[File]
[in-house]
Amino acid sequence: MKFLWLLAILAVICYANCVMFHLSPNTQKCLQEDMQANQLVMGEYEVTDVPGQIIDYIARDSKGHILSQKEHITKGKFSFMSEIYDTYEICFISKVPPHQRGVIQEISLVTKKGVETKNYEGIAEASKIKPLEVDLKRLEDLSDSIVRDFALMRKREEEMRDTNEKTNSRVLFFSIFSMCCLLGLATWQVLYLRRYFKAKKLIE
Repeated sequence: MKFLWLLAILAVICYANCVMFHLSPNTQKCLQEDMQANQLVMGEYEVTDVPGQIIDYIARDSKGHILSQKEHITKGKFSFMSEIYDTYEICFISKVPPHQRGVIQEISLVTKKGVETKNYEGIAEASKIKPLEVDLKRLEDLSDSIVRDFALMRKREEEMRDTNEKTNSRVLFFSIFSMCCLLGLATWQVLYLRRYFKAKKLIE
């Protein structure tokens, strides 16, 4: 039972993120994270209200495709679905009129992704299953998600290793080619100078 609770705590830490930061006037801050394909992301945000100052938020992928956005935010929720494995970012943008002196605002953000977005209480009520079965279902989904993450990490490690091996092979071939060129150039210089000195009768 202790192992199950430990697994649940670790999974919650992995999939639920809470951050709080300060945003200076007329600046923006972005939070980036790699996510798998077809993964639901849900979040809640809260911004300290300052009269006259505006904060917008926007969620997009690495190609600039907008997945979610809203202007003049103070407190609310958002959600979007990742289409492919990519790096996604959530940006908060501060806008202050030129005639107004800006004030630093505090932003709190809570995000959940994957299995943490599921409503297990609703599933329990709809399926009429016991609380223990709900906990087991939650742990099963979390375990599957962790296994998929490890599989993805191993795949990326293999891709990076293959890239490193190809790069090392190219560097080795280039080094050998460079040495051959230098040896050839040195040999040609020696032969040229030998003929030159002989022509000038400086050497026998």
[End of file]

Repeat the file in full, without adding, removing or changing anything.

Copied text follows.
[in-house]
Amino acid sequence: MKFLWLLAILAVICYANCVMFHLSPNTQKCLQEDMQANQLVMGEYEVTDVPGQIIDYIARDSKGHILSQKEHITKGKFSFMSEIYDTYEICFISKVPPHQRGVIQEISLVTKKGVETKNYEGIAEASKIKPLEVDLKRLEDLSDSIVRDFALMRKREEEMRDTNEKTNSRVLFFSIFSMCCLLGLATWQVLYLRRYFKAKKLIE
Repeated sequence: MKFLWLLAILAVICYANCVMFHLSPNTQKCLQEDMQANQLVMGEYEVTDVPGQIIDYIARDSKGHILSQKEHITKGKFSFMSEIYDTYEICFISKVPPHQRGVIQEISLVTKKGVETKNYEGIAEASKIKPLEVDLKRLEDLSDSIVRDFALMRKREEEMRDTNEKTNSRVLFFSIFSMCCLLGLATWQVLYLRRYFKAKKLIE
């Protein structure tokens, strides 16, 4: 039972993120994270209200495709679905009129992704299953998600290793080619100078 609770705590830490930061006037801050394909992301945000100052938020992928956005935010929720494995970012943008002196605002953000977005209480009520079965279902989904993450990490490690091996092979071939060129150039210089000195009768 202790192992199950430990697994649940670790999974919650992995999939639920809470951050709080300060945003200076007329600046923006972005939070980036790699996510798998077809993964639901849900979040809640809260911004300290300052009269006259505006904060917008926007969620997009690495190609600039907008997945979610809203202007003049103070407190609310958002959600979007990742289409492919990519790096996604959530940006908060501060806008202050030129005639107004800006004030630093505090932003709190809570995000959940994957299995943490599921409503297990609703599933329990709809399926009429016991609380223990709900906990087991939650742990099963979390375990599957962790296994998929490890599989993805191993795949990326293999891709990076293959890239490193190809790069090392190219560097080795280039080094050998460079040495051959230098040896050839040195040999040609020696032969040229030998003929030159002989022509000038400086050497026998």